February 1, 2024

Japa: New Zealand’s minimum wage increases to $14 per hour

Japa: New Zealand’s minimum wage increases to $14 per hour

New Zealand flag over cheap plastic map pointing Wellington. Shallow depth of field

By Agency Report

New Zealand’s adult minimum wage rate will increase by 2 per cent to 23.15 NZ (New Zealand) dollars, (14.12 U.S. dollars) an hour from April 1.

The government is committed to striking the right balance between protecting the incomes of the lowest paid workers, Workplace Relations and Safety Minister Brooke Van Velden said on Thursday.

As well as maintaining labour market settings that encourage employment, She said.

“The government has taken a cautious approach to the minimum wage this year as the economic context has changed significantly over the past year”, Van Velden said.

Van Velden added that while unemployment is currently low, the labour market is softening due to high net migration rates, constrained consumer spending, and subdued economic growth.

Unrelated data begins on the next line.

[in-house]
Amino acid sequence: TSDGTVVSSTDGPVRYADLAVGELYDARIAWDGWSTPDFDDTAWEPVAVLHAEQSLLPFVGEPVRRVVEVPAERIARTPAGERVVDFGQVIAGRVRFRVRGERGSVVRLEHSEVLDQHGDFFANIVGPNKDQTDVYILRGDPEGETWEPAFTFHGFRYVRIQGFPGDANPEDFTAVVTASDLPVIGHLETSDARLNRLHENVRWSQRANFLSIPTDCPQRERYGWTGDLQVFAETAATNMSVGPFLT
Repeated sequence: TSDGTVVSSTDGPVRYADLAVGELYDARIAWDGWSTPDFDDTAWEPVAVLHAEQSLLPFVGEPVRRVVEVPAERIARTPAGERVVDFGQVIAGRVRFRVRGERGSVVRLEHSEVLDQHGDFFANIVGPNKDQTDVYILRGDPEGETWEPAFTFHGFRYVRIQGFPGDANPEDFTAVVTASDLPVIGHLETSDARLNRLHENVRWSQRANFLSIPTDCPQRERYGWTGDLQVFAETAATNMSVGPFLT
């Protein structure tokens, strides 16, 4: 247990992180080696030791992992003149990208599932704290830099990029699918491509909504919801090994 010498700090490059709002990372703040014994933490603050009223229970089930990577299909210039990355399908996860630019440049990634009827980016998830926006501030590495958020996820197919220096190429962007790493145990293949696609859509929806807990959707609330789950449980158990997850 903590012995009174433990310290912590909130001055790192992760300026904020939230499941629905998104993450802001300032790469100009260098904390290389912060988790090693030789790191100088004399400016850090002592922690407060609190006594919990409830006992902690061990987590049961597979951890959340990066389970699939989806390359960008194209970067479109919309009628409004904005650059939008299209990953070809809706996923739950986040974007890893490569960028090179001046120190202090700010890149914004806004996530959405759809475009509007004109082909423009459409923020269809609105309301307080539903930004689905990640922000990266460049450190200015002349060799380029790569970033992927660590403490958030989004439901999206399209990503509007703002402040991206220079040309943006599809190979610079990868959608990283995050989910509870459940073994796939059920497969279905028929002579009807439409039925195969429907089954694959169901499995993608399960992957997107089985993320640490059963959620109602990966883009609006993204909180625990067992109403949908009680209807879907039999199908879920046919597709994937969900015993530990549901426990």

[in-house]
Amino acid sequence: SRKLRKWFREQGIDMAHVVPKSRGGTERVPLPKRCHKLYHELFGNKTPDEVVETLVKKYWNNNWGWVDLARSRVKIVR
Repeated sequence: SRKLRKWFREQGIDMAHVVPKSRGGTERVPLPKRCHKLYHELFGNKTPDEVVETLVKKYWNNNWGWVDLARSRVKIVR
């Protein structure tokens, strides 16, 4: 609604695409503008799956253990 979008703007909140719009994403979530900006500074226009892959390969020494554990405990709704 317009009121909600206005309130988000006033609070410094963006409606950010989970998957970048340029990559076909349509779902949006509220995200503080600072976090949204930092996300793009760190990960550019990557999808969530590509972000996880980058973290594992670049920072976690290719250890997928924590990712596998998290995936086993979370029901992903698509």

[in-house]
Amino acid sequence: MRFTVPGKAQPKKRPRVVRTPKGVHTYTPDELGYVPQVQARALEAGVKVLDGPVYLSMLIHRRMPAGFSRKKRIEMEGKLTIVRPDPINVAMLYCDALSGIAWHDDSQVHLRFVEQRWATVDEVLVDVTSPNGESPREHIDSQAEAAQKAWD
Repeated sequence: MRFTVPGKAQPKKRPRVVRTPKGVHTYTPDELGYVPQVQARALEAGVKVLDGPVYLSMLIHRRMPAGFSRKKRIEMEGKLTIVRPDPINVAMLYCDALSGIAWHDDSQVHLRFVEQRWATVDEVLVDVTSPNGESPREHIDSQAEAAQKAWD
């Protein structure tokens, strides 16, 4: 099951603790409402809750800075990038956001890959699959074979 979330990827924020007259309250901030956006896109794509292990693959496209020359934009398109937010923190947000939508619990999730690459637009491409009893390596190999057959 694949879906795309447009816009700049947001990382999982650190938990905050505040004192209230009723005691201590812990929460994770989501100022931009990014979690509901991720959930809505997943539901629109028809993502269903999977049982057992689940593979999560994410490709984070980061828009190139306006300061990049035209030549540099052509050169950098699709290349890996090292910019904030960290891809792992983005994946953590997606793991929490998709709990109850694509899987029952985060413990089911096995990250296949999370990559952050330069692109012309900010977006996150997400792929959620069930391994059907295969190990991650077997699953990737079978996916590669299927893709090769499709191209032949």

However, as a ratio to the median wage, the minimum wage has increased from 62 per cent of the median wage in June 2017 to 72 per cent in June 2023.

According to her, it made it harder for businesses to issue pay raises or take on more staff.

However, the opposition Labor Party criticised the minimum wage increase as “tiny.”

The minister stated that the increase has taken into consideration the current economic conditions and the historically large increases to the minimum wage that have distorted relativities with other wage earners.

However, training wages and starting wages will remain at 80 per cent of the adult minimum wage rate. 

Meanwhile, the Federal Government of Nigeria and the organized labour have not agreed on the new minimum wage for workers despite the failing economy.

The Nigerian Labour Congress said on Tuesday that the N200,000 minimum wage it earlier proposed to President Bola Tinubu’s administration was no longer realistic.

The NLC said this considering the country’s current economic situation, according to National Vice President, Tommy Etim, who reacted to Tuesday’s inauguration of the Minimum Wage Committee by Vice President Kashim Shettima.